Gray PepperBlaster II
Photo credit: Kimber
Orange PepperBlaster trainer
Photo credit: Kimber
How hot is it?
Photo credit: wikipedia
Belt clip for convenient carry.
Photo credit: Kimber
The carry pouch almost looks like a cell phone case.
Photo credit: Kimbe
The red PepperBlaster II - probably the most commonly seen.
Photo credit: Kimber
While I am a huge proponent of the 2nd Amendment and am strongly in favor of every law abiding adult being able to carry a handgun for self-defense, there are times, places and circumstances that don’t permit the carry of a handgun OR wherein lethal force simply isn’t justified. For many of those places and times there is another option – and no, it’s not a knife, impact weapon, keychain flail weapon, etc. It’s the Pepperblaster II from Kimber and, put simply, it’s a derringer-style OC (pepper spray) weapon that’s highly effective.
When I say “derringer style,” I use the term loosely. I am referring to the fact that the Pepperblaster II has two barrels in an over/under configuration that it is shaped (roughly) like a handgun and that it’s a relatively compact unit. I measure my unit at 4.5” long, 3” tall and 1” wide. It only weighs a few ounces.
The unit fires an oleoresin capsicum based semi-liquid under pressure. The 10% OC mix has been proven effective over the past couple of decades as we’ve seen it used in numerous OC (pepper spray) products from multiple manufacturers. To measure how “hot” the OC mix is, however, we use something called Scoville Heat Units (SHUs). To put “hot” in perspective, your typical jalapeno pepper measures at 2,500-8,000 SHUs. Tabasco Sauce measures between 7,000-8,000 SHUs. A Habanero Chile pepper typically measures between 100,000 and 350,000 SHUs. Call me what you want, but I find the typical jalapeno pepper too spicy (although my family members love them).
The OC blend in the Pepperblaster II is rated at 4,000,000 SHUs. That’s over ten times “hotter” than a habanero chile pepper.
The 4,000,000 SHU rating puts the Pepperblaster II just in the high end of commercially marketed OC products in the United States. A common OC product will measure between 2,000,000 and 5,300,000 SHUs. (Just for informational purposes, pure Oleoresin Capsaicin, the base product, measures between 15 million and 16 million SHUs.)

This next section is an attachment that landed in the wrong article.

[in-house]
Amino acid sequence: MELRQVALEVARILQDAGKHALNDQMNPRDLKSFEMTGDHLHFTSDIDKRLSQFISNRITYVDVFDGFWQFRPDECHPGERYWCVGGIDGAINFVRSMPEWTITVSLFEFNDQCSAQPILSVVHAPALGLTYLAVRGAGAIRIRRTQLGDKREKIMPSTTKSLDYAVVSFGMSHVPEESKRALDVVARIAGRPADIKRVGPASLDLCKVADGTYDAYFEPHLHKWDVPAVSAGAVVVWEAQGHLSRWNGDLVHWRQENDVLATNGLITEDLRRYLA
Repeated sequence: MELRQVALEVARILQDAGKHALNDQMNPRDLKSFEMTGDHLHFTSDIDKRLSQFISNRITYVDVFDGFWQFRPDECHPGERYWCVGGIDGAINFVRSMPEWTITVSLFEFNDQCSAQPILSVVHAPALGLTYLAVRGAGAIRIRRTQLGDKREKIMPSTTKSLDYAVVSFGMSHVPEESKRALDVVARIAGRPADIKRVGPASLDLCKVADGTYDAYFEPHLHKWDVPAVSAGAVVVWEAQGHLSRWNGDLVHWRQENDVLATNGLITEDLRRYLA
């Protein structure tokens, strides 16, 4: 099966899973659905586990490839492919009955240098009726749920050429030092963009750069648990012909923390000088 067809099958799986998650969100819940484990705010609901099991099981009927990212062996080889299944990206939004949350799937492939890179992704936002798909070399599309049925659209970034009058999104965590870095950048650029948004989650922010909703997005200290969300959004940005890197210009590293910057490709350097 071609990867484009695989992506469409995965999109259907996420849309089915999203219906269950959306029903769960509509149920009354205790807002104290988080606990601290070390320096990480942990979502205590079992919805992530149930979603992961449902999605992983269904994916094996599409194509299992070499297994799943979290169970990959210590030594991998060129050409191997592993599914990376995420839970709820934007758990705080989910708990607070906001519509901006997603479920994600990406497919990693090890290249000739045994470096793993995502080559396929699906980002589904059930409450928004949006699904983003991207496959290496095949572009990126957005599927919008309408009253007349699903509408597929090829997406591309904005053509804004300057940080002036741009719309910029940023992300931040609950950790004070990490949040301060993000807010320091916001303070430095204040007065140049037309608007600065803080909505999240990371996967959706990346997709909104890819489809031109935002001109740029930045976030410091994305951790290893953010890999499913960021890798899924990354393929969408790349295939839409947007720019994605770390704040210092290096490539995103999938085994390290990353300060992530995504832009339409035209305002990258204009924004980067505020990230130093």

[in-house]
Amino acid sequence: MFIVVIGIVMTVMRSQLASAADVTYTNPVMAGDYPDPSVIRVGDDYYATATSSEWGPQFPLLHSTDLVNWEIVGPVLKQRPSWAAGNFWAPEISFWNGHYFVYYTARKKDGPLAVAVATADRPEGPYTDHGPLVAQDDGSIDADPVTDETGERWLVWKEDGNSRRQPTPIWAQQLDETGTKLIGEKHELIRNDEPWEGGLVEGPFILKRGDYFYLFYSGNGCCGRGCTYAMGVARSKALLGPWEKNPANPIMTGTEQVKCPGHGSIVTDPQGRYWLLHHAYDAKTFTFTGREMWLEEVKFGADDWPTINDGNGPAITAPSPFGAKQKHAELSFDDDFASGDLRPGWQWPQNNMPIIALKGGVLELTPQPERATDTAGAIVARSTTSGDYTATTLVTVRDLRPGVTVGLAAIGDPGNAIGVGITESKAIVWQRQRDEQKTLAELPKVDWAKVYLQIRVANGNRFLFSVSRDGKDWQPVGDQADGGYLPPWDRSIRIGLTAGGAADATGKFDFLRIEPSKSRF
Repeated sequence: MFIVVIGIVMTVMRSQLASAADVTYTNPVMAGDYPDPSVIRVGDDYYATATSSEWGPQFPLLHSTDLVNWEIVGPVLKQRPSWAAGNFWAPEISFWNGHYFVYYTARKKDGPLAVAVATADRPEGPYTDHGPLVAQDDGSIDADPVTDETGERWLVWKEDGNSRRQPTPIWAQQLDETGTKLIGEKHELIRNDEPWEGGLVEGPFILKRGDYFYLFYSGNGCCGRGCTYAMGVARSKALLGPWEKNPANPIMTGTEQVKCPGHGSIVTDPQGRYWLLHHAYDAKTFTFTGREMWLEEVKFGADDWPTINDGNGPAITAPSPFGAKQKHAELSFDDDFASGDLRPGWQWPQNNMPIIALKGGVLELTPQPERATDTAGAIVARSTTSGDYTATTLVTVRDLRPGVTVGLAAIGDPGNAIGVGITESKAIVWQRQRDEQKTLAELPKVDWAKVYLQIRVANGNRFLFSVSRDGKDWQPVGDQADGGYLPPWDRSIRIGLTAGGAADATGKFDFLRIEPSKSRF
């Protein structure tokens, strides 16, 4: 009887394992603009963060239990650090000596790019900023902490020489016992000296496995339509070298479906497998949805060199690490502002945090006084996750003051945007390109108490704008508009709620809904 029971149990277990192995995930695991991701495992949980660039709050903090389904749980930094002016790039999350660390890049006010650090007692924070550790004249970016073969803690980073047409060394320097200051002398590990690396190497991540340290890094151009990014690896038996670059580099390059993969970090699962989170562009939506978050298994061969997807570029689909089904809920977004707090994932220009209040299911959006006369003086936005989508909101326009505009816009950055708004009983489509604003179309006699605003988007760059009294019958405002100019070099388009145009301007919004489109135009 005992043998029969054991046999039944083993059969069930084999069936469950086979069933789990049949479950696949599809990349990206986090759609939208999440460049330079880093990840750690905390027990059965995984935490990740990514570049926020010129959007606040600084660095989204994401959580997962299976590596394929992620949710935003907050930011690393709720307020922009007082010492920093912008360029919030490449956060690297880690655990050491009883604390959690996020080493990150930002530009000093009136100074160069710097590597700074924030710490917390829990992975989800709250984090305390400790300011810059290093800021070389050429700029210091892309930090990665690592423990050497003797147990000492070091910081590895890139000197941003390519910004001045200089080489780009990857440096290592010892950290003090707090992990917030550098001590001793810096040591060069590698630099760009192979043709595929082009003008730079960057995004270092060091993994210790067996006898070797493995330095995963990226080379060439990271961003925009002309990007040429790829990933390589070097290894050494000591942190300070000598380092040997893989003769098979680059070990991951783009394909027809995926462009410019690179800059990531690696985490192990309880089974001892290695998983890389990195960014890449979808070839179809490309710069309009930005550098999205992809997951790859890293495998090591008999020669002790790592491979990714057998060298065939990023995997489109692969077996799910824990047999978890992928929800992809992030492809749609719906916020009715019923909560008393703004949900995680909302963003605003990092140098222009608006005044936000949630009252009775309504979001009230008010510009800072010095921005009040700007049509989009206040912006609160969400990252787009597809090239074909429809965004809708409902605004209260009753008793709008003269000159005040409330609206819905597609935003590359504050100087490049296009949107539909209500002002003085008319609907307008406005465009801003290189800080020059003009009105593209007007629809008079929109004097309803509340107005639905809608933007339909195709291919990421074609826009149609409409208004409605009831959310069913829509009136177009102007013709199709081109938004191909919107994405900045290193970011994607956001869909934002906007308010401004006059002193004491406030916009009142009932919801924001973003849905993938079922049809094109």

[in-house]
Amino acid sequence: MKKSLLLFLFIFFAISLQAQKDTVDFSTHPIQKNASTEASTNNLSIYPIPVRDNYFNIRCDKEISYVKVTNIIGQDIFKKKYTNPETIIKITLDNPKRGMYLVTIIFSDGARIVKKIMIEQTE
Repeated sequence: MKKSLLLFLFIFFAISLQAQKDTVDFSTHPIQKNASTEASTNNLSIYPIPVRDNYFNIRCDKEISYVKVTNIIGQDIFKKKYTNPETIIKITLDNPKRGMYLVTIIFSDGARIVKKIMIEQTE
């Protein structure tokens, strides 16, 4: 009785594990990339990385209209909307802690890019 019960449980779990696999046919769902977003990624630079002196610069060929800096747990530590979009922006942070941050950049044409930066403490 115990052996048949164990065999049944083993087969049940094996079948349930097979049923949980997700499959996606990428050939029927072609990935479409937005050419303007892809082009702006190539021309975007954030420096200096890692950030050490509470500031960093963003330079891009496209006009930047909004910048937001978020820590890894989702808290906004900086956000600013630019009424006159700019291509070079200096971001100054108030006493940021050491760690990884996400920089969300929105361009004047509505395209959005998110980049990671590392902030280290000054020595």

The OC blend in the Pepperblaster II is delivered/fired when the user pushes out the plastic safety tab that fills and blocks the trigger space. It takes a conscious effort and a fair amount of pressure to press the plastic safety block out of the way before you can pull the trigger to fire the OC charge. A blast of compressed gas forces the OC mix out, according to the Kimber website, at approximately 90 miles per hour with an effective range of thirteen feet.
WARNING: Right on the side of the Pepperblaster II is a label that warns against firing this device into the face of an attacker IF the attacker is closer than two feet. Think about it: ANY liquid fired at that pressure and speed at such a close distance can cause permanent eye injuries. This is a common concern with virtually every non-lethal compressed-gas fired weapon though. You need enough space for safe deployment. The other consideration is back-splatter. You don’t want to be so close that anything splattering off your target might affect you. Push that attacker away to AT LEAST arm’s length with one had while you hold the Pepperblaster II close to yourself with the other. Insure that minimum two foot gap between the weapon and the attacker’sface.
Yes, the attacker’s face is your primary target for this self-defense tool. The OC mix will temporarily incapacitate him (or her) by causing an involuntary closing of the eyes, a burning sensation on the skin and lips, as well as on mucus membranes inside the nose and mouth if any gets into either cavity space.
As I mentioned earlier, this is an over/under “barrel” design. Each fires a single shot of OC so you get two shots from the tool. While that may seem unnecessarily redundant since the OC mix is so effective at disabling an attacker, accurate delivery isn’t always assured. Imagine yourself in a fight, moving around, trying to get loose, create distance, hang on to your purse, etc. and in the midst of that you have to line up the tool accurately to deliver the shot of OC to the attacker’s face – which is also moving. Two shots is good. More would be better but there has to be a balance between the effectiveness and the size of the tool. Because of the compact size of the Pepperblaster II, which makes it so convenient to carry, two shots is what can be easily designed in.